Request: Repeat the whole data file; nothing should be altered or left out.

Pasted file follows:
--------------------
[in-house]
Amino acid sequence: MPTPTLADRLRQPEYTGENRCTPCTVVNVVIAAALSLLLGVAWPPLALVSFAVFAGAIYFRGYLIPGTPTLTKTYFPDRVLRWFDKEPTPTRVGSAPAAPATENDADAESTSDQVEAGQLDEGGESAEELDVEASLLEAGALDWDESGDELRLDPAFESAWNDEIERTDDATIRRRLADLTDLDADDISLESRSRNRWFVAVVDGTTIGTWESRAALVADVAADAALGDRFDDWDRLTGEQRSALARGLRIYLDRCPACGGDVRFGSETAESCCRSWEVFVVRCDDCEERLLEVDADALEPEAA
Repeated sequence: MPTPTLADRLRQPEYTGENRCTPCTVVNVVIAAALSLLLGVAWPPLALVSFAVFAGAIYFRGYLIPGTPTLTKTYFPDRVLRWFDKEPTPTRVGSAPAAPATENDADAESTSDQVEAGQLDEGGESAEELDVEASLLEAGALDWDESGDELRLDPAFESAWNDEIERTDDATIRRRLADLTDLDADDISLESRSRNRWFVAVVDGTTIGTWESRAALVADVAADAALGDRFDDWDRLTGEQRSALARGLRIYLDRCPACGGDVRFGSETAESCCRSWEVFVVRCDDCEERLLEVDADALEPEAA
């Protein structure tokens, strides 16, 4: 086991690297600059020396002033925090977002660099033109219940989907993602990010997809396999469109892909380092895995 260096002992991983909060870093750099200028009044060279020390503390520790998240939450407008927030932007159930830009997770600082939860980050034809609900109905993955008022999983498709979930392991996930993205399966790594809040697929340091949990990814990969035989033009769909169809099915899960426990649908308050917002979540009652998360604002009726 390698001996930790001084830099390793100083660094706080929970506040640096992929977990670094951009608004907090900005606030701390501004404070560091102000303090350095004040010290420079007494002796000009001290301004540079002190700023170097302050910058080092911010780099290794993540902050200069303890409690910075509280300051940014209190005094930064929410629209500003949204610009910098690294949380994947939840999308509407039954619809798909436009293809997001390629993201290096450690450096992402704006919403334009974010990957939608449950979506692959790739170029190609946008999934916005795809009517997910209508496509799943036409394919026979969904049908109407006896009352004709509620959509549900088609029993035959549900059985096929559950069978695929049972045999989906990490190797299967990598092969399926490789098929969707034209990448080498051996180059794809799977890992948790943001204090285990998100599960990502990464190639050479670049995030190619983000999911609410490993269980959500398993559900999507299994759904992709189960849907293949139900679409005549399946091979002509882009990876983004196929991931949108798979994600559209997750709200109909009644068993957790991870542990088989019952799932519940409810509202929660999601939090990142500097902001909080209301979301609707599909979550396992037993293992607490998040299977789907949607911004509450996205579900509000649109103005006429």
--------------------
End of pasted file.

[in-house]
Amino acid sequence: MPTPTLADRLRQPEYTGENRCTPCTVVNVVIAAALSLLLGVAWPPLALVSFAVFAGAIYFRGYLIPGTPTLTKTYFPDRVLRWFDKEPTPTRVGSAPAAPATENDADAESTSDQVEAGQLDEGGESAEELDVEASLLEAGALDWDESGDELRLDPAFESAWNDEIERTDDATIRRRLADLTDLDADDISLESRSRNRWFVAVVDGTTIGTWESRAALVADVAADAALGDRFDDWDRLTGEQRSALARGLRIYLDRCPACGGDVRFGSETAESCCRSWEVFVVRCDDCEERLLEVDADALEPEAA
Repeated sequence: MPTPTLADRLRQPEYTGENRCTPCTVVNVVIAAALSLLLGVAWPPLALVSFAVFAGAIYFRGYLIPGTPTLTKTYFPDRVLRWFDKEPTPTRVGSAPAAPATENDADAESTSDQVEAGQLDEGGESAEELDVEASLLEAGALDWDESGDELRLDPAFESAWNDEIERTDDATIRRRLADLTDLDADDISLESRSRNRWFVAVVDGTTIGTWESRAALVADVAADAALGDRFDDWDRLTGEQRSALARGLRIYLDRCPACGGDVRFGSETAESCCRSWEVFVVRCDDCEERLLEVDADALEPEAA
């Protein structure tokens, strides 16, 4: 086991690297600059020396002033925090977002660099033109219940989907993602990010997809396999469109892909380092895995 260096002992991983909060870093750099200028009044060279020390503390520790998240939450407008927030932007159930830009997770600082939860980050034809609900109905993955008022999983498709979930392991996930993205399966790594809040697929340091949990990814990969035989033009769909169809099915899960426990649908308050917002979540009652998360604002009726 390698001996930790001084830099390793100083660094706080929970506040640096992929977990670094951009608004907090900005606030701390501004404070560091102000303090350095004040010290420079007494002796000009001290301004540079002190700023170097302050910058080092911010780099290794993540902050200069303890409690910075509280300051940014209190005094930064929410629209500003949204610009910098690294949380994947939840999308509407039954619809798909436009293809997001390629993201290096450690450096992402704006919403334009974010990957939608449950979506692959790739170029190609946008999934916005795809009517997910209508496509799943036409394919026979969904049908109407006896009352004709509620959509549900088609029993035959549900059985096929559950069978695929049972045999989906990490190797299967990598092969399926490789098929969707034209990448080498051996180059794809799977890992948790943001204090285990998100599960990502990464190639050479670049995030190619983000999911609410490993269980959500398993559900999507299994759904992709189960849907293949139900679409005549399946091979002509882009990876983004196929991931949108798979994600559209997750709200109909009644068993957790991870542990088989019952799932519940409810509202929660999601939090990142500097902001909080209301979301609707599909979550396992037993293992607490998040299977789907949607911004509450996205579900509000649109103005006429």